There is an enormous selection of races on offer in the ACT. If you are not careful you can be lured into running too many of them.
The risk of over-racing is very simply
. GRADUALLY POORER PERFORMANCES
So how much racing is too much?
The rule of thumb for recovery AFTER a flat out race is: No RACING or SPRINT TRAINING for the SAME NUMBER OF DAYS after a race, as MILES of the race.
So if you race a hard 25k for example, you should not try to run very fast for FIFTEEN DAYS AFTERWARDS. It takes that long to recover back to where you were, assuming you keep on training without the full on speed.
Please review your recent races and tell me if you have allowed yourself that recovery time????
A sensible person would plan ahead - so, HAVE a plan! which allows those recovery days. e.g. if you were to plan to run a half marathon, you would plan no more important races for two more weeks. etc. The two weeks is a minimum!!!!!! I try to allow a bit more for my aging body!
If you can control your pace, and only if, then by all means go in races in between, but don’t run them flat out. Call them “easy races” or better still “tempo runs”. We used to call them “time trials” where we were trying for a time and practising other skills like sitting/surging/relaxing etc etc. Or running even pace, or a negative split. Like my “slow” 10k the other day at the track: it was exactly that: a paced run at a pre-determined slower than racing speed. My Wednesday BBQ Stakes runs are often time trials, and I don’t just wait until I get there and see how I feel, I have it all planned out in advance, because otherwise I would tend to over-do it.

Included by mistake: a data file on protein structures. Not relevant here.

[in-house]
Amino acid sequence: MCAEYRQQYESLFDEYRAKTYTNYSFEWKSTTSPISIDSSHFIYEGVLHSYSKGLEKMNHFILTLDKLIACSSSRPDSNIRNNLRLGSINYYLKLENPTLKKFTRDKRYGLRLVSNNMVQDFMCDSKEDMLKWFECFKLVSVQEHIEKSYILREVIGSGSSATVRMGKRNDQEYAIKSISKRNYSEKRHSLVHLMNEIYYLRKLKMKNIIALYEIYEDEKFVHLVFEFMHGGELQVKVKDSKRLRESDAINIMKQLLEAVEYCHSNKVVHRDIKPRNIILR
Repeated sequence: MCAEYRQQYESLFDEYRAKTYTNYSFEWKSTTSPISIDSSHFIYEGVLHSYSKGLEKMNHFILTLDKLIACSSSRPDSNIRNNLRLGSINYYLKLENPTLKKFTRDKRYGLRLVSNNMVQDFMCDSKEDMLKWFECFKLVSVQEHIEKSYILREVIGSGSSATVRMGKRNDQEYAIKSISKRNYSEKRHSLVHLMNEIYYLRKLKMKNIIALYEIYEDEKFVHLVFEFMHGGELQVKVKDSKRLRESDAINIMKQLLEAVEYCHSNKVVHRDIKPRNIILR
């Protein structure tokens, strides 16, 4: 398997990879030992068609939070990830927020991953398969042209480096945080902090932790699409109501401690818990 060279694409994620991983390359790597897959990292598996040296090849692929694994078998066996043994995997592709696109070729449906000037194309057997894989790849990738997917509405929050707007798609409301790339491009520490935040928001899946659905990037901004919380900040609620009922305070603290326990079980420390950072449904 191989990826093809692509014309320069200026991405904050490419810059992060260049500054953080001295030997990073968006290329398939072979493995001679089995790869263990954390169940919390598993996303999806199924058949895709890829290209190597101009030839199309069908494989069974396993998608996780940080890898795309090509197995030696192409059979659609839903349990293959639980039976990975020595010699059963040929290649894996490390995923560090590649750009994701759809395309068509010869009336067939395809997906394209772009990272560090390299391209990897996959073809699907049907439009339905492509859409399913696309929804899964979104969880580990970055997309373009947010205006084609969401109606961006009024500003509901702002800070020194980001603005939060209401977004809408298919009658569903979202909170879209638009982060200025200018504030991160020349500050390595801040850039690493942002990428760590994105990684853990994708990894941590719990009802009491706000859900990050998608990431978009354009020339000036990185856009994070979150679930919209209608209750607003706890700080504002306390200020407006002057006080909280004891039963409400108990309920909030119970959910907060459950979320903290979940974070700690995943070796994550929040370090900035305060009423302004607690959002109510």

But if you can’t hold back, don’t go in intermediate races at all. And if you have a choice of races, choose the shortest ones, thus allowing you to race more often!
I will repeat that. Race short races in preference to long, simply because short races require less recovery time, and are just as good a test of fitness.
Remember that half of training is REST. Possibly the more important half: the half when the strength is built back into the system.
Do you stick to a sensible plan, or are a chronic over-racer? Some members of my training group ARE over-racing. They will surely pay for it!
Here is Amanda opening a present. It's a Garmin!
W40s are faster than W35s. It's a known fact. And they have better toys.
Photo by Jenny. Click on it for the full effect, and to read the writing!
On over-racing: some of us race "everything" at Vets track. If you run two or three races at Vets on a Thursday night, that's quite OK. Just add the distances and allow an appropriate recovery based on the total.
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